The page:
The Only Good Thing A Protestant Has Ever Written … Maybe

John Eldredge has written many books.  But perhaps his most famous (and most foundational) work is Wild at Heart: Discovering the Secret of a Man’s Soul.  It is a book about masculinity.  About fatherhood.  About … crazy enough … God?  What’s that you say?  Blasphemy!  Things, of course, that have consistently and carefully wrapped up in recent times in the most sugar-coated, gag-reflexing, eye-rolling-inducing, puke-inspiring, sweaters of homosexuality ever.  And yet he tears down those effeminate straightjackets like a killing machine, showing how those topics are actually the coolest things freaking ever with a capital Badass.  I don’t know about you, but I’ve been thoroughly confused about masculinity including what’s been said inside and outside the Church.  Sometimes it’s demonized and sometimes it’s literally idolized in the sickest way ever.  His book was the ONLY thing that made any sense to me.  In fact, it convinced me that masculinity was actually of grave importance, rather than a nice detail to get sorted out if you have the time … and even then, don’t you have more important, emasculating things to worry about?

One bad thing: Eldredge is a Protestant.  Let me tell you what I think about that.  I freaking hate that.  I think Protestantism has led to so many murders, desecration, destroying every monastery in England, prejudice, lies, freemasonry, anti-Semitism, puritanism, errors, blasphemy, heresy, the cause of modernism, post-modernism, abortion, contraception.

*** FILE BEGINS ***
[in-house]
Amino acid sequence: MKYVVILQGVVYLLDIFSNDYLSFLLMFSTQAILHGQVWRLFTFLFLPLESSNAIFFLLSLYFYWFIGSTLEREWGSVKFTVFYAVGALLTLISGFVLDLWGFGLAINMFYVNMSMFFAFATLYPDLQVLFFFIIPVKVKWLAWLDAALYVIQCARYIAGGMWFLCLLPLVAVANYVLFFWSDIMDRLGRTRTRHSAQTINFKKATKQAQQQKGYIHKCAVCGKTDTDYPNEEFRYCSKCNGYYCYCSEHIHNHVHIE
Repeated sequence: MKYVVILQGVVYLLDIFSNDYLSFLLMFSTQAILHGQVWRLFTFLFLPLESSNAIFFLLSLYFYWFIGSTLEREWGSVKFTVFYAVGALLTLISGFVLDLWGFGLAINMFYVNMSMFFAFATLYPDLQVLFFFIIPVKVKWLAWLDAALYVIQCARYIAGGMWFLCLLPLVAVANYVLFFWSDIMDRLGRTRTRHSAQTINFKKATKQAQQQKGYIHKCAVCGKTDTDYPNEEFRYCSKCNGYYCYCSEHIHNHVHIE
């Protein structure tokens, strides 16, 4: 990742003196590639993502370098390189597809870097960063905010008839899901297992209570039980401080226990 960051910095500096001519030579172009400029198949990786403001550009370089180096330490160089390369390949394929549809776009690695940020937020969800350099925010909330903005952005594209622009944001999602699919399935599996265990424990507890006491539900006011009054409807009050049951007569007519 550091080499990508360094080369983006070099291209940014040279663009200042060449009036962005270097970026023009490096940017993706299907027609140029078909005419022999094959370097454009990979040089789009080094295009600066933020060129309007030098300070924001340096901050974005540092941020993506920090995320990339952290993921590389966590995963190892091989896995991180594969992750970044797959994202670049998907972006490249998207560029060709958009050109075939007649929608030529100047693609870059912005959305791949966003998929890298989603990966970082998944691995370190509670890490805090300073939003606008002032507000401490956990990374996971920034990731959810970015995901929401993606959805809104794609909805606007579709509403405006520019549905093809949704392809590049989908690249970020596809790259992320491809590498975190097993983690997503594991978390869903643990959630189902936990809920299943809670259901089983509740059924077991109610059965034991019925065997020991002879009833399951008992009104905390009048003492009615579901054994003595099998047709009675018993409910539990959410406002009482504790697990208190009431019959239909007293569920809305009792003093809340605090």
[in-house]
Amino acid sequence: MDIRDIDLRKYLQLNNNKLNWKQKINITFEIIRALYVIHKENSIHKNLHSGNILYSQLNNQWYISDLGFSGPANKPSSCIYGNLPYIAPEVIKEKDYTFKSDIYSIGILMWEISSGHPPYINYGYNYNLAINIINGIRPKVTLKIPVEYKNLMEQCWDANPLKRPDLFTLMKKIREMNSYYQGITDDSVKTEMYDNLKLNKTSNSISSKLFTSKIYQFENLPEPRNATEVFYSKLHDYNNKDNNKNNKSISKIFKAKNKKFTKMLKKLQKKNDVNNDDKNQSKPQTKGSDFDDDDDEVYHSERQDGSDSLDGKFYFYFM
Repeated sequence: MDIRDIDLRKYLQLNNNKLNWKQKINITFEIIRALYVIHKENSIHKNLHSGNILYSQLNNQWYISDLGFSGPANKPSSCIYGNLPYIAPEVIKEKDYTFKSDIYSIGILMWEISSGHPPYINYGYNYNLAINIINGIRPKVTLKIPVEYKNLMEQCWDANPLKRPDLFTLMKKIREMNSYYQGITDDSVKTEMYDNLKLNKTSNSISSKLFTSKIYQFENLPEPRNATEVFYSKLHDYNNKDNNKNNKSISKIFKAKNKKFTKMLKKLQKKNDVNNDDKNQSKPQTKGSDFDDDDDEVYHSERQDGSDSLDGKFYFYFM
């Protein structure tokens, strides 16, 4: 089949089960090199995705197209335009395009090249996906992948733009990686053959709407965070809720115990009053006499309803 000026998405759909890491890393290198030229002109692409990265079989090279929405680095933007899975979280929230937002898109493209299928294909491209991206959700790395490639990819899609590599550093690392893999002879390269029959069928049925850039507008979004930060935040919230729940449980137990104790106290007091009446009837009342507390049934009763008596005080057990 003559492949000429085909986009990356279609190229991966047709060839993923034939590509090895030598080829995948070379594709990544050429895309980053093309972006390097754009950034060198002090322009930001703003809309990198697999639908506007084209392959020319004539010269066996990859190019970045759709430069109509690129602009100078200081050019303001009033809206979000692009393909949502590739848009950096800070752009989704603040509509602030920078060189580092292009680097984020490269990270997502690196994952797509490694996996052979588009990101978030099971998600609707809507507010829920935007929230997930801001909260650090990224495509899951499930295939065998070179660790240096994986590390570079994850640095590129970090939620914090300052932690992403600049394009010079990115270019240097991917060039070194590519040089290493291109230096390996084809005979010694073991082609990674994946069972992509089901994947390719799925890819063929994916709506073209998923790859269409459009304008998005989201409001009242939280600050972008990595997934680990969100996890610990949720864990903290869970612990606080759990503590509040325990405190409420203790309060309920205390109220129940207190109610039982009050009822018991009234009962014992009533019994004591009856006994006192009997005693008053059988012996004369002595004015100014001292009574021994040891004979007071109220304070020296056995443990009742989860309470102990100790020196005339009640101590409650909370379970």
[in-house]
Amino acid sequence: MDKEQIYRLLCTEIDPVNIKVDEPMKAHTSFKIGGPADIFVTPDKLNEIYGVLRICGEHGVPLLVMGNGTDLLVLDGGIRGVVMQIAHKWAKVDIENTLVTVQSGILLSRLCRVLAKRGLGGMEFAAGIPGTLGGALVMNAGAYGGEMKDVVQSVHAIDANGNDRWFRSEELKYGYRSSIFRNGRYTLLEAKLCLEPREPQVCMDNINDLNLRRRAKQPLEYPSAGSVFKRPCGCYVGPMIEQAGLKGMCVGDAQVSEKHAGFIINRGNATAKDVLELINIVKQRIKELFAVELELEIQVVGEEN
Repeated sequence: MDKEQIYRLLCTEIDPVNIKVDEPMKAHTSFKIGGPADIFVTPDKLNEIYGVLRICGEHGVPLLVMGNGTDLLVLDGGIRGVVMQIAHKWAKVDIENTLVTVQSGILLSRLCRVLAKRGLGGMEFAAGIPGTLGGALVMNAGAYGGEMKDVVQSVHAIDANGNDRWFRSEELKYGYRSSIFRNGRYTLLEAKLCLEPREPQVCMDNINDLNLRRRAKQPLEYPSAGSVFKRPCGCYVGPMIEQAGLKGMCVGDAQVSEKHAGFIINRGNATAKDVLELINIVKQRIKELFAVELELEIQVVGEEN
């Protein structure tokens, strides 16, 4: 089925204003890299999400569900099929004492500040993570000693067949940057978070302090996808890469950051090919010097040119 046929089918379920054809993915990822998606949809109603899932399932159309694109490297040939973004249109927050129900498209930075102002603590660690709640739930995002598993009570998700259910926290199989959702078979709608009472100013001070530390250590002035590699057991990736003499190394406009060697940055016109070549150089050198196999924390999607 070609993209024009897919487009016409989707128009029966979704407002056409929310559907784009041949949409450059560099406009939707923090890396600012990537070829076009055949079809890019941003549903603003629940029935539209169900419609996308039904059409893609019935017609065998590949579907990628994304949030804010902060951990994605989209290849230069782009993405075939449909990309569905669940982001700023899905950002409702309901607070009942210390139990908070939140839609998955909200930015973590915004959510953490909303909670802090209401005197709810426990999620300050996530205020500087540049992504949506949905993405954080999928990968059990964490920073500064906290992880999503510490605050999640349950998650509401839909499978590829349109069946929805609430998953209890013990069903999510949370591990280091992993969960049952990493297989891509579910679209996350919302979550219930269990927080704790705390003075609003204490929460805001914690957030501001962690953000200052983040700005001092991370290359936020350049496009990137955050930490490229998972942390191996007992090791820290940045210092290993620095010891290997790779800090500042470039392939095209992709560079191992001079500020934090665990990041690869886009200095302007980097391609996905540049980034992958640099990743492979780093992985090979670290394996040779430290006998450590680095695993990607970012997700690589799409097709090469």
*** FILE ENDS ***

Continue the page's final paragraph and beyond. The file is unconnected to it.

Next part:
And yet, John Eldredge is one of the people that I respect the most.  Heck, there are a bunch of Protestants that I worship, now that I think of it.  I’m so ashamed at saying it too.  And yet, my love for Eldredge and those other people (I’ll mention them sometime) makes me not ashamed at the same time.  I don’t even care very much about C.S. Lewis or T.S. Eliot or Jane Austen (all Protestants … well, okay … Anglicans … half-Protestant, half-Catholic).  But Eldredge … dude … he’s the man.  If the abomination of Protestantism was allowed by God just to bring something like Eldredge into being … I’m okay with that.  Still, it would make more sense if he was Catholic.  But alas.  We wise Catholics are scattered in our conceit.  I hate it when that happens.

I warn you … his works are also not particularly intellectual.  But, heck, I don’t care.  After being engrossed with constant Plato, Aristotle, Thomas Aquinas, and a bunch of other philosophers as a teacher, I find Eldredge having profound insights that shake my soul to the core.  In fact, his work was the thing that made the word “heart” not be corny and gay to me.  Before Eldredge, I always had the subconscious … or rather conscious … feeling of “give me a break” whenever the word “heart” was brought up in any context whatsoever (even Scripture … in fact, especially scripture).  Now, for me, “heart” is the awesomest and most … well … central thing ever.

So, yes, Eldredge’s work resonates with me.  It may be resonating at an entirely different channel as your heart.  In which case, you should feel free to take a small urine sample on it.  Just to make you feel good.  Heck, I’ve done that to some books (I wish … someday).

The only content-thingy that I’ll give you from his works is this small, pathetic list that Eldredge sometimes mentions in some abridged or expanded form or another.  He says that in every man’s soul (and I’m talking men here), there is:  a wound that needs to be healed, a battle to fight, an adventure to live,  and a beauty to save.  Wow.  Damn.